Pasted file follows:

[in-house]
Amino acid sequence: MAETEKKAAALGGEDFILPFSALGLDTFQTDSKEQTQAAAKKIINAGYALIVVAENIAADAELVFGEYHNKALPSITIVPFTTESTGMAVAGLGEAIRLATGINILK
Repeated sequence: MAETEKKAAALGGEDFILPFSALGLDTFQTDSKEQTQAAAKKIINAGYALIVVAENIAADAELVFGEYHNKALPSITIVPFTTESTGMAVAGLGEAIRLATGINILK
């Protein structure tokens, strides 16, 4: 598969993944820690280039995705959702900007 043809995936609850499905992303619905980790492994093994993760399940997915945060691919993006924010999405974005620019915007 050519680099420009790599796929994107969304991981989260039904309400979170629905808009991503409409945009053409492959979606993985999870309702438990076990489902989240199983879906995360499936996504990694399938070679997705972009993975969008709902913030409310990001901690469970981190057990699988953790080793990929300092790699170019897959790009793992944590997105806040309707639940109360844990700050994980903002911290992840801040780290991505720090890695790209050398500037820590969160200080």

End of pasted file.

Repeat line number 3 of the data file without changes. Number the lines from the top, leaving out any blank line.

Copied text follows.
Repeated sequence: MAETEKKAAALGGEDFILPFSALGLDTFQTDSKEQTQAAAKKIINAGYALIVVAENIAADAELVFGEYHNKALPSITIVPFTTESTGMAVAGLGEAIRLATGINILK